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RESEARCH PAPERS: Heat Transfer in Manufacturing

Mechanisms of Thermo-Solutal Transport and Segregation in High-Pressure Liquid-Encapsulated Czochralski Crystal Growth

[+] Author and Article Information
Y. F. Zou, G.-X. Wang, H. Zhang, V. Prasad

Consortium for Crystal Growth Research, State University of New York at Stony Brook, Stony Brook, NY 11794-2300

J. Heat Transfer 121(1), 148-159 (Feb 01, 1999) (12 pages) doi:10.1115/1.2825928 History: Received June 30, 1997; Revised August 24, 1998; Online December 05, 2007

Abstract

The mechanism of dopant transport and segregation in high-pressure liquid-encapsulated Czochralski (HPLEC) grown III-V compound crystals (e.g., GaAs, InP) has been numerically studied using an integrated model, MASTRAPP. The model approximates the melt flow in the crucible as a quasi-steady-state, laminar, and axisymmetric flow, but the gas flow is considered as turbulent. Based on the physics of the growth process, a two-time-level scheme has been implemented where the dopant transport and growth are simulated at a smaller time scale while flow and temperature solutions are obtained from quasi-static calculations. Detailed numerical analyses are performed for the conditions of pure crystal rotation, pure thermally driven natural convection, and pure crucible rotation as well as for mixed flow with all of these forces present simultaneously. The dopant transport and segregation in these cases are well correlated to the corresponding melt flow pattern. Very weak radial segregation is predicted for pure crystal rotation because the resulting melt flow leads to a fairly flat solute boundary layer. The natural convection, on the other hand, produces a nonuniform boundary layer along the melt/crystal interface. This leads to a strong radial segregation with a high concentration along the central axis of the crystal. The crucible rotation has a similar effect. The combined effect of all of these flow mechanisms produces a strong radial segregation, whose extent depends on the relative strength of the driving forces. In all of these cases, strong melt flows lead to thin boundary layers that result in decreased longitudinal segregation. The predictions agree well with the experimental observations reported in the literature.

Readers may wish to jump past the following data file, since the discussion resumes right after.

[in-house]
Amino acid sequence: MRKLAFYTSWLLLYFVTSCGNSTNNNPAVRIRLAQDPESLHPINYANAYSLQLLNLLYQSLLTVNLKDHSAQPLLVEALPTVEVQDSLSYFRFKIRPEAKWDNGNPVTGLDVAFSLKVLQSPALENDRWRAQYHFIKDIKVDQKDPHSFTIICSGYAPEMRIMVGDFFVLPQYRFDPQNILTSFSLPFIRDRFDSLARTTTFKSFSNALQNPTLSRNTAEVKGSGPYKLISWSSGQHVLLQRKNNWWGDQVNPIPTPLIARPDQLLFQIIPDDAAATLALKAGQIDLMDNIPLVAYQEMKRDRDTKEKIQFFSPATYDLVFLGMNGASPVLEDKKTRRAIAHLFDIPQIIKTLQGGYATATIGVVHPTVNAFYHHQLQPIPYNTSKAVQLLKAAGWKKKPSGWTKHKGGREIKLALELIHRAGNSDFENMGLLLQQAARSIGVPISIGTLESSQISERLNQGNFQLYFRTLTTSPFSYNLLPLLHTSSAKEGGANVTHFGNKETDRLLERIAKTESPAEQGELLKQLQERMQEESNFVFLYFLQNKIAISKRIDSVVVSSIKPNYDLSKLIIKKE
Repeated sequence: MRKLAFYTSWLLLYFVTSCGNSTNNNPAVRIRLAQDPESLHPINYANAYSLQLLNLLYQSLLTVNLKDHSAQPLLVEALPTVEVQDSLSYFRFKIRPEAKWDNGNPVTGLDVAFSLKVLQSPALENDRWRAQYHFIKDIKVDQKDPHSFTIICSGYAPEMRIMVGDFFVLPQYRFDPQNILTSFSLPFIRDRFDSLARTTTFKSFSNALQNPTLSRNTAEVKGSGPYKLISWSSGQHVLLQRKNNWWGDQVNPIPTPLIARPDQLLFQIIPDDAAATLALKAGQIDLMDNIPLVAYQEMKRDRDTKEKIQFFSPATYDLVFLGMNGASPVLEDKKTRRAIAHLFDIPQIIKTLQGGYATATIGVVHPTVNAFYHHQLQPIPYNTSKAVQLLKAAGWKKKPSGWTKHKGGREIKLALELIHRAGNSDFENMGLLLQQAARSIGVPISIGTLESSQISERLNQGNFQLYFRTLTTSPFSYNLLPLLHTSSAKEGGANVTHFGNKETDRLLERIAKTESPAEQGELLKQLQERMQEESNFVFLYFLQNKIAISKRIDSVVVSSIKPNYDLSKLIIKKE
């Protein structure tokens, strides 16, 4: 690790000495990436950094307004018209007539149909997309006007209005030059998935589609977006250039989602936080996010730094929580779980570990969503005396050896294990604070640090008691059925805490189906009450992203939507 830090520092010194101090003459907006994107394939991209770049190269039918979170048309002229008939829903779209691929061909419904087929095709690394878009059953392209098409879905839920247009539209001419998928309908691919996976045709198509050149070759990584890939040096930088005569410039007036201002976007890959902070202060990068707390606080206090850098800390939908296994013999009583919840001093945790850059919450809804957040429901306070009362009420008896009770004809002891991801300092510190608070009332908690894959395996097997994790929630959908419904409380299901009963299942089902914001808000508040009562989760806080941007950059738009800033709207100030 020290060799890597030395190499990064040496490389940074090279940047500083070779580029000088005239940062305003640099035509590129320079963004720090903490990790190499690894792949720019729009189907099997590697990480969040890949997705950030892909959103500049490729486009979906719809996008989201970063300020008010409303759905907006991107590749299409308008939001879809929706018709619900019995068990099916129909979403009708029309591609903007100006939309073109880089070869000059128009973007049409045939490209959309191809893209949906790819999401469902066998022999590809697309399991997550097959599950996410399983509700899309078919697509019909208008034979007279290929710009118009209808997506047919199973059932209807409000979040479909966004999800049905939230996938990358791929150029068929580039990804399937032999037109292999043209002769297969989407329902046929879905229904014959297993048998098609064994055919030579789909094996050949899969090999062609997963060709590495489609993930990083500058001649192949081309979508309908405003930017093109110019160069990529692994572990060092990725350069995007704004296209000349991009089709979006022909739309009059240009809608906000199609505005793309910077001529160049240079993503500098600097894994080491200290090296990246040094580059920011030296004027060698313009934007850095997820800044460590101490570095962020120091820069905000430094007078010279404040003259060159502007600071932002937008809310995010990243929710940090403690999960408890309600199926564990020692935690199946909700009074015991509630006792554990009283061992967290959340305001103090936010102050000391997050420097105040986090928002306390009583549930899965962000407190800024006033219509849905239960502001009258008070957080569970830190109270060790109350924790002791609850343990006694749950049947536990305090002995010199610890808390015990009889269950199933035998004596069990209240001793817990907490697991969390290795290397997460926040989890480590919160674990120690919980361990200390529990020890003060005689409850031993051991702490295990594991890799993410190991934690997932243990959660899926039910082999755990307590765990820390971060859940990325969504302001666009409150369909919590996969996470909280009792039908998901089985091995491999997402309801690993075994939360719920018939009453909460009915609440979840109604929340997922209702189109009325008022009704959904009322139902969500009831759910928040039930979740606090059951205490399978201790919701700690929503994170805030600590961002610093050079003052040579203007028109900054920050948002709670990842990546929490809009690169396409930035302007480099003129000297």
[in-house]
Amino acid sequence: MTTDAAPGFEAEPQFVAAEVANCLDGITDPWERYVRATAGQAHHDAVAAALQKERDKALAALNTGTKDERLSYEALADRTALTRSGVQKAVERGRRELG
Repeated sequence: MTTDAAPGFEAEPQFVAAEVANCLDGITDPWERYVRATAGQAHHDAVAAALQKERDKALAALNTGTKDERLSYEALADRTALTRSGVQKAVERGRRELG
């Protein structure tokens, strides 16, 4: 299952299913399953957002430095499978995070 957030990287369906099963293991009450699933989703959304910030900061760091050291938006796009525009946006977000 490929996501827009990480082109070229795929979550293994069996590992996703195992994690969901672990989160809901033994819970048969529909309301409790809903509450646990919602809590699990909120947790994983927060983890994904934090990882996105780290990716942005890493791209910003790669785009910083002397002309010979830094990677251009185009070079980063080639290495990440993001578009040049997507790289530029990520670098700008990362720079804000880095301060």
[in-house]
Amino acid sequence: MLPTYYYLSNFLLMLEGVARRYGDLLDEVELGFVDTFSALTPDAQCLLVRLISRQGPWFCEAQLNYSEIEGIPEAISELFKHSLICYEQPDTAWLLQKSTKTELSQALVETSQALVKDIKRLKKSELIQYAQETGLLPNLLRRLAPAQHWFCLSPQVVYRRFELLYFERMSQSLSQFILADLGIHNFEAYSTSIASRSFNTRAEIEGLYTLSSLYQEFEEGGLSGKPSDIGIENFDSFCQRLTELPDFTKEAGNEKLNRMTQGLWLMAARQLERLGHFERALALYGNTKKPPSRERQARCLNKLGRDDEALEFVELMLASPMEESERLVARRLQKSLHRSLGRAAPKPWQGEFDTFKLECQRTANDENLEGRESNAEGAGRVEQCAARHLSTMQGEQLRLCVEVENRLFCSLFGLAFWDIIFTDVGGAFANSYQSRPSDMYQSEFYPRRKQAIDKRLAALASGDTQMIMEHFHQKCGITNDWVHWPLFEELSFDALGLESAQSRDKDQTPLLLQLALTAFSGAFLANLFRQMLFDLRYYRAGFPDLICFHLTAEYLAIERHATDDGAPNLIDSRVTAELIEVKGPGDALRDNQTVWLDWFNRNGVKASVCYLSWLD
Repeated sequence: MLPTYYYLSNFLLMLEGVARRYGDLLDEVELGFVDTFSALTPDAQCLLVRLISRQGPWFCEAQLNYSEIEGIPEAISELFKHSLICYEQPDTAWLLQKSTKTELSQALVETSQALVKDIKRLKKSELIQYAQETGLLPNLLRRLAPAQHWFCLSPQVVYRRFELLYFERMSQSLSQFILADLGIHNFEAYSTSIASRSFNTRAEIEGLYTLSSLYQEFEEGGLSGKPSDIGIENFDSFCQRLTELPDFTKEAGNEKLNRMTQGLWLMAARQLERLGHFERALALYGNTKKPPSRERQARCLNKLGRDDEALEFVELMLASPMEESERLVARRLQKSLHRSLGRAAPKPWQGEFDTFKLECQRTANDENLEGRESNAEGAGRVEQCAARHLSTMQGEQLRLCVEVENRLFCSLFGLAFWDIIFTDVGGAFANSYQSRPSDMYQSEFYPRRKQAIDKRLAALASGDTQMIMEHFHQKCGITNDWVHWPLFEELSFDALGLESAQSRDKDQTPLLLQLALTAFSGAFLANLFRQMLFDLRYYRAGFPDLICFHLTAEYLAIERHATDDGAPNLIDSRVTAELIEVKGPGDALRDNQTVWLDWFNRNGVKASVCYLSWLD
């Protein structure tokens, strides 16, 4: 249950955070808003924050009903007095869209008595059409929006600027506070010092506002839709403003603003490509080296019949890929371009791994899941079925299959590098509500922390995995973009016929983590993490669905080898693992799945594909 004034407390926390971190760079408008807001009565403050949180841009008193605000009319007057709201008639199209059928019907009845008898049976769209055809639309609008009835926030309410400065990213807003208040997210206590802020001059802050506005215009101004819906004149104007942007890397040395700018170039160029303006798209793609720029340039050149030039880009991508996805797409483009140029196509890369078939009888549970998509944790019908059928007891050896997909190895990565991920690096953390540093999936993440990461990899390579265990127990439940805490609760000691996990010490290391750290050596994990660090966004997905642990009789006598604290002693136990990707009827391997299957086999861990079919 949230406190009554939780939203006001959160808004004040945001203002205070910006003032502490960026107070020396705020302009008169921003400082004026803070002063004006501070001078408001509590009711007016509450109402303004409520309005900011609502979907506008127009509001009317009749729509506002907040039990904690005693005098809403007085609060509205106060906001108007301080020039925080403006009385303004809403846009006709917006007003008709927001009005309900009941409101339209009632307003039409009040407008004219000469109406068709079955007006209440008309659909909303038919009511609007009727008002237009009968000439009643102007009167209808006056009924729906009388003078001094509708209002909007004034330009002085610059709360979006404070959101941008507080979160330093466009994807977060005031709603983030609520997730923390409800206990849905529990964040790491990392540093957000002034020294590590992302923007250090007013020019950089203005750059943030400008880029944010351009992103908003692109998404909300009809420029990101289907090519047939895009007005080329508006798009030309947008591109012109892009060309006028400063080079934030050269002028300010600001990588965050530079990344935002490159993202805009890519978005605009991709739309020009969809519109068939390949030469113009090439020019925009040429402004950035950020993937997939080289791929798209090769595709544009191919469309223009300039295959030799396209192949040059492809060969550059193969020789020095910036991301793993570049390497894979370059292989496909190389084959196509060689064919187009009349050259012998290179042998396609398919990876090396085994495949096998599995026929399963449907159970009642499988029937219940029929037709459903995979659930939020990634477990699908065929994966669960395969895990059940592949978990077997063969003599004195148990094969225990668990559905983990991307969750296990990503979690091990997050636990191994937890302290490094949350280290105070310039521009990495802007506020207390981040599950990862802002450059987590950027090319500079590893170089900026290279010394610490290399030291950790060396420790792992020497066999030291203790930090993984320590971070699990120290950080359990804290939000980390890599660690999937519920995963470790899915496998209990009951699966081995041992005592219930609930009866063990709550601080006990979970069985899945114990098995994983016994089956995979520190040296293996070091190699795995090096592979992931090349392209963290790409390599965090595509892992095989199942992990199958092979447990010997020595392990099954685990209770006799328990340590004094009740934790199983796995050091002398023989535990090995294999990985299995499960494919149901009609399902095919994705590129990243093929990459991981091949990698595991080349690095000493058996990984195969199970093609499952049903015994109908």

Copyright © 1999 by The American Society of Mechanical Engineers
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